By Max Sass, Editor-in-Chief
It's fitting that my biggest regret after four years with The Chronicle derives from the very first thing I learned in a journalism class at Hofstra.
The spring of my freshman year, in Professor Fletcher's Journalism 11 class we learned that the newspaper was the government's watchdog.
The Chronicle is not the New York Times and we are not expected to watch over the folks down in D.C., but I promised my staff and myself when I was elected Editor-in-Chief that we would improve our coverage of SGA and truly become the (Hofstra) government's watchdog.
Excuses about staff size are easy to throw around, but I truly regret that during my time in charge of this fine newspaper, we failed to be a check over Hofstra's student government.
I will not call our coverage lazy, but I will not call it dogged either. I will call it fair and unbiased, but I will not call it in depth enough.
I can blame SGA's inability to check itself internally, but truly the problem was that I, as Editor-in-Chief, did not hold my staff and myself responsible enough for keeping tabs on SGA.
Days upon days can be spent arguing whether SGA's model is flawed, but what I could have controlled was The Chronicle and in that I failed.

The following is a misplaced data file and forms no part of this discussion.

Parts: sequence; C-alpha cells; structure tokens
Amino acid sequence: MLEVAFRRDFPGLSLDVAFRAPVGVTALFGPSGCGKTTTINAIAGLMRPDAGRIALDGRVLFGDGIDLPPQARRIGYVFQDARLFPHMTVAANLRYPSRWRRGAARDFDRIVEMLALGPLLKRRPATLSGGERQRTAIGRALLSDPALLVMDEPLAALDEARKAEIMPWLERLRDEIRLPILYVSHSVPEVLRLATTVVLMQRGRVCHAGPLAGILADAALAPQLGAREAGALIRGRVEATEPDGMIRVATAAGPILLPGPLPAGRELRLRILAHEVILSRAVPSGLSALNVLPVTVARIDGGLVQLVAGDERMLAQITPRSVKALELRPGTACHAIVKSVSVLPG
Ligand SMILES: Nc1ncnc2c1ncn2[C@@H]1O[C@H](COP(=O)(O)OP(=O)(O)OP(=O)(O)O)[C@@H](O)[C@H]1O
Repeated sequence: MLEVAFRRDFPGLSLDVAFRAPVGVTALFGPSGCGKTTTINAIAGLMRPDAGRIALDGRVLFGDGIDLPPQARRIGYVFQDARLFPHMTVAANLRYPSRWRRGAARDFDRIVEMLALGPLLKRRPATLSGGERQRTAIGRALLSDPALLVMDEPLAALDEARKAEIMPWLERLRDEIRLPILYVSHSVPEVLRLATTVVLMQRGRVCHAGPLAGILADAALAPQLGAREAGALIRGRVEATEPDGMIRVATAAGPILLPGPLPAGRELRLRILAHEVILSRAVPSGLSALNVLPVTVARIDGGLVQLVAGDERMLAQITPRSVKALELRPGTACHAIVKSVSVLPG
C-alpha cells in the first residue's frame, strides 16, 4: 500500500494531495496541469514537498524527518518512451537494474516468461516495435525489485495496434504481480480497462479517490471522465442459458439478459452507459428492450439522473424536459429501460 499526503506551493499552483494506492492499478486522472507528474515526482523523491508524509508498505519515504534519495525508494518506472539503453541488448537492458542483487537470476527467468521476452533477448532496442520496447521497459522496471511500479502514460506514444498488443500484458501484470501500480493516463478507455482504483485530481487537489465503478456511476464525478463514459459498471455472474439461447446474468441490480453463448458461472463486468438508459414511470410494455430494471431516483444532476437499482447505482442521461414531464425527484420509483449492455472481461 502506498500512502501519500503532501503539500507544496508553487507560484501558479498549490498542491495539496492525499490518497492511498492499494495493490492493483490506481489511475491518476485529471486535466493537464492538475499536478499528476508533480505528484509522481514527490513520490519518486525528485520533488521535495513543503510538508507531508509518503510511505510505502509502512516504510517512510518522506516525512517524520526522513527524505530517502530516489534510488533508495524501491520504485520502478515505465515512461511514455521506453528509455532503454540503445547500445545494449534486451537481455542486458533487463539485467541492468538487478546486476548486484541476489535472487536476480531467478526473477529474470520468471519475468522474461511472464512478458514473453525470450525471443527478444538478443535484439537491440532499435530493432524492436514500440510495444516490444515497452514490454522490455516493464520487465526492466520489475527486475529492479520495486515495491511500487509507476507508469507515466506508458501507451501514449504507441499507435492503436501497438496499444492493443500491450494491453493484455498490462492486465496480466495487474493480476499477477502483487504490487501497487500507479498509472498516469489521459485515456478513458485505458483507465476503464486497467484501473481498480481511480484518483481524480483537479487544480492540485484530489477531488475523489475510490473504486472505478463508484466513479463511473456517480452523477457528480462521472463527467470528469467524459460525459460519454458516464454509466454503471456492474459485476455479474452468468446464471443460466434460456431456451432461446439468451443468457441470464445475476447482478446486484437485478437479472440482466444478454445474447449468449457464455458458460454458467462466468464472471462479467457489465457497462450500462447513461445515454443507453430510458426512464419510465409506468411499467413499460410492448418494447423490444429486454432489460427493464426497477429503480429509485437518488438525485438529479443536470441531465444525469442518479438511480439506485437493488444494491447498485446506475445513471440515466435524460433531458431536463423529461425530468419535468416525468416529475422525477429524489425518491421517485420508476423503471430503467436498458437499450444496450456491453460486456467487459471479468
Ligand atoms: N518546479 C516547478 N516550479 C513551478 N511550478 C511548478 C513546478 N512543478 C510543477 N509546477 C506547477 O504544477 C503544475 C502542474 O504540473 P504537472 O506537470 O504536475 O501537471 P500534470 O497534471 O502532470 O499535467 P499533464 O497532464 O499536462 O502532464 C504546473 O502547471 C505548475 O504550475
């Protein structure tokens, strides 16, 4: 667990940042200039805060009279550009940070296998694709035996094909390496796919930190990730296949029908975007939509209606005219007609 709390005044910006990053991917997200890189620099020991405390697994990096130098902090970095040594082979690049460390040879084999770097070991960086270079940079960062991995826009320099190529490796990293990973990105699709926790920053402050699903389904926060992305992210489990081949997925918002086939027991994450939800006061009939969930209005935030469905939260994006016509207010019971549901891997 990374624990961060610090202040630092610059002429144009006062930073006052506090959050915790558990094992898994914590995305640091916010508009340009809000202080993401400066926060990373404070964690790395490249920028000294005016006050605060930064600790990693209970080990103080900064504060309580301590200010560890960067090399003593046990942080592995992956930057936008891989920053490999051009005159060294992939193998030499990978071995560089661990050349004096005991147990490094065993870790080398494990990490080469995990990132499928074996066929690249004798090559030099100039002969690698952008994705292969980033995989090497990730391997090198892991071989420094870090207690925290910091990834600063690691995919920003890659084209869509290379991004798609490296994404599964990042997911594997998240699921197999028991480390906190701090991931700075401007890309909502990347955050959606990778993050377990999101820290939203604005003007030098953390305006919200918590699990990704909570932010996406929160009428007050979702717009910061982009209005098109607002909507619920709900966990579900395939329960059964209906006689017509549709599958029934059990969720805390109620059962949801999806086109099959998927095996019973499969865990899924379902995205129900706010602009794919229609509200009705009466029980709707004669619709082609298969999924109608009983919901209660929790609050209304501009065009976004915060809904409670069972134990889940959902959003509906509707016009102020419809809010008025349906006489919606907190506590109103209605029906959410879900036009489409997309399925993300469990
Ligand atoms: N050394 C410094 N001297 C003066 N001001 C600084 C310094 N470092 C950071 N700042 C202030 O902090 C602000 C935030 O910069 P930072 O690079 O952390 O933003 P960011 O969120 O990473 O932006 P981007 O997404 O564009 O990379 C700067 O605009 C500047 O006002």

I ask and challenge Joe Pantorno, The Chronicle's next Editor-in-Chief, and all those who follow him, to do what I did not. Be the government's watchdog. Take them to task for what they do. Hold them responsible for their actions. Inform the students and allow them to make decisions.
Most of all, to the future staff: Do not let government go so unchecked by our newspaper that desperation efforts well into the night are the only option to stop a process someone is unhappy with.
Having said all of that, and despite leaving my role without having achieved everything I hoped to, my experience at The Chronicle has been amazing. The people, the office, the time spent. It's all something I would never trade away.
I owe many, many thanks to Professors Peter Goodman and Daniel van Benthuysen in their roles as official and unofficial advisors to The Chronicle. They also have done a service to me, taking time to guide me in my growth as both a leader and a journalist. Plus their advice has kept us out of the courtroom.
Many thanks as well to my other journalism professors, including Professors Fletcher, Zook, Graber, Kussin, Jeansonne, Stuart and any others I have forgotten at this late hour.
Thank you to the wonderful folks in the athletics department, especially those in the Sports Information department who have been incredibly helpful and patient with my requests.
I owe a deep debt of gratitude to my current colleagues at The Chronicle and those who have guided me to this point including Sean M. Gates, Ryan Broderick, David Gordon and many others.
My parents, family and friends for supporting me in this incredibly time consuming endeavor and Glen and Charlie for putting up with my shenanigans and whatever part of their workspace I made a mess of.
To the Chronicle: Thank you for everything you have done for me. To the future of The Chronicle: finish what I was unable to.